Endovascular Stroke Treatment

There's More Than One Way to Bust A Clot

Man going into CT scanner
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An ischemic stroke is caused by a blood clot that lodges in one of the arteries of the brain, cutting off precious blood supply to brain tissue. Every minute that a stroke goes untreated, almost two million brain cells die. That's 14 billion synapses and 7.5 miles of myelinated fibers gone every minute. It is critical that stroke be treated as soon as possible.

For over a dozen years, the only FDA-approved therapy for acute stroke was IV administration of recombinant tissue plasminogen activator (tPA, alteplase).

This must be given within 4.5 hours after the symptoms of a stroke first come on. The tPA breaks up the clot, restoring blood flow to the brain.

Unfortunately, there are many situations in which tPA cannot be used, and so relatively few people receive this treatment. Interest is growing in other methods of breaking down or removing blood clots that stick in the brain's blood vessels to cause stroke. The most common alternative methods are neurointerventional stroke therapies.

Neurointerventional Stroke Treatment

A neurointerventionalist is someone who uses advanced radiographic imaging techniques and long, thin catheter tubes to access part of the body that would otherwise be difficult to reach. The tubes are threaded through the body’s blood vessels, usually from an opening in the femoral vessels near the groin. From there, it is possible to reach all the way into the brain. This is known as an endovascular approach (endo = within, vascular = blood vessel).

These endovascular techniques can be helpful in acute stroke. A powerful drug like tPA can be administered right where the clot has blocked an artery. This is known as intra-arterial thrombolysis or endovascular thrombolysis.  Another endovascular option in acute stroke is to use a mechanical thrombectomy device to remove the clot.

These therapies can be provided by qualified interventional radiologists, neurosurgeons, and neurologists.

Intra-Arterial Thrombolysis

The main medication that is used by most physicians for intra-arterial thrombolysis is tissue Plasminogen Activator (tPA). However, the technique was first tested with a medication that is now uncommon—prourokinase. The data showed a 15% benefit to people who received intra-arterial (IA) prourokinase, but there was also a higher intracerebral hemorrhage rate.

IA thrombolysis is usually done in a situation in which IV thrombolysis has failed. However, some people have proposed following an IV dose of thrombolytics with an intra-arterial dose as well. Initial results suggested that this procedure was safe, however, a trial of this combination procedure was stopped. At this point, intra-arterial thrombolysis is predominantly used in people who are not candidates for IV tPA, but who present within six hours of the time their symptoms began.

However, more recent results suggest that other approaches, which make use of mechanical thrombectomy devices, may be safer and more effective.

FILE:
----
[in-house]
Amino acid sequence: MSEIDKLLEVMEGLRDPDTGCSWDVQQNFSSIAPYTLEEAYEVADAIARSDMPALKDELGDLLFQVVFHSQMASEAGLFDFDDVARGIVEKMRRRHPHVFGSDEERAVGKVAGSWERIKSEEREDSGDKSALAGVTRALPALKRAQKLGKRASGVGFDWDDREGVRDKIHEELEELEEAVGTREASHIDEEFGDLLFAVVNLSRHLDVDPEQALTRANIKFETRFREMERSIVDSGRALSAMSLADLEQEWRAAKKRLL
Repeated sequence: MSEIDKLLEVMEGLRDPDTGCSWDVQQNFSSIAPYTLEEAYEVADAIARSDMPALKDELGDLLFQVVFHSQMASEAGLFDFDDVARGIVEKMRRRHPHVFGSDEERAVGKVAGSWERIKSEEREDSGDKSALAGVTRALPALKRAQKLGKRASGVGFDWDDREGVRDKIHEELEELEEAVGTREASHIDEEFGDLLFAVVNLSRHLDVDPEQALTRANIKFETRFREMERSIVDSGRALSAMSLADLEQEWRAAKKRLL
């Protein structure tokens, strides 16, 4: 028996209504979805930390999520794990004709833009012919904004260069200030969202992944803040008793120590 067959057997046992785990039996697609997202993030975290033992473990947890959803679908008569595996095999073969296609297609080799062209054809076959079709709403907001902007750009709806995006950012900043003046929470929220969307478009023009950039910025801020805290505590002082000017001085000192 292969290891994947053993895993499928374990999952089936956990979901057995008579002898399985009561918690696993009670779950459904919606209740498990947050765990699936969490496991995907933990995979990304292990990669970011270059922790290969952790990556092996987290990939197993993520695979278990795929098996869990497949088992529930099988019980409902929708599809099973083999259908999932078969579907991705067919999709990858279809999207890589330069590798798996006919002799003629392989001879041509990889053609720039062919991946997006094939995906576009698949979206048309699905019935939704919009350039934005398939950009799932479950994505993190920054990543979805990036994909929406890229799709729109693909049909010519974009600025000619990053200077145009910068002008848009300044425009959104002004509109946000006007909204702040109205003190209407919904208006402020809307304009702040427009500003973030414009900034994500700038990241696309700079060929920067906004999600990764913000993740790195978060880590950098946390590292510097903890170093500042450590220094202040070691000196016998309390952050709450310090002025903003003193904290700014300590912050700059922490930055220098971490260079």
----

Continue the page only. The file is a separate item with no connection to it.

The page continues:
Types of Mechanical Thrombectomy Devices

There are several devices that are FDA approved to remove blood clots.

The first was the Merci Retriever device (Concentric Medical, Inc; Mountain View, CA), which looks like a corkscrew. The end of the device screws into a clot in order to permit clot removal. Another device is the Penumbra System (Penumbra, Inc; Alameda, CA), the tip of which functions something like a vacuum for the clot. Yet another is the Solitaire FR Revascularization Device ev3 Endovascular, Inc., Plymouth, MN), which slips a wire mesh around the clot for retrieval.

All of the devices have been shown to remove blood clots from the brain of someone having a stroke. Generally, it seems that the MERCI device may be less effective than others.

 When in doubt, the most important thing is probably the comfort and skill of the neurointerventionalist with any particular clot retrieval device.

Are There Any Tests Needed Prior to These Interventions?

Some people suffering from acute stroke may respond better to these endovascular procedures than others. A common method of investigating whether someone may benefit is to use neuroimaging techniques like CT scans and MRI. Special protocols can be used to look at how blood is flowing into brain tissue. The idea is to try to determine if there is a region of brain, called penumbra, that is at risk of further damage, but that could be saved if blood flow was restored.

There are three imaging methods that can guide the selection of stroke patients: noncontrast computed tomography (NCCT), computed tomography perfusion (CTP) and magnetic resonance imaging (MRI) diffusion-weighted imaging (DWI) mismatch. None is clearly better than the others. NCCT is fast but not as accurate as other methods in predicting the size of the penumbra. An MRI scan that measures something called diffusion weighted imaging mismatch is the most accurate method but takes a long time, and during a stroke, time is very important. CT perfusion is between the previous two.

The techniques of endovascular clot retrieval in acute stroke are relatively new, and the precise role of these techniques is still being developed. However, it is important to realize that even if someone is unable to receive tPA for some reason, there may still be a way to restore blood flow to the brain if they reach the hospital quickly. There is a saying in neurology that "time is brain." Getting to a hospital immediately if you notice any signs of stroke could prevent serious disability or death.


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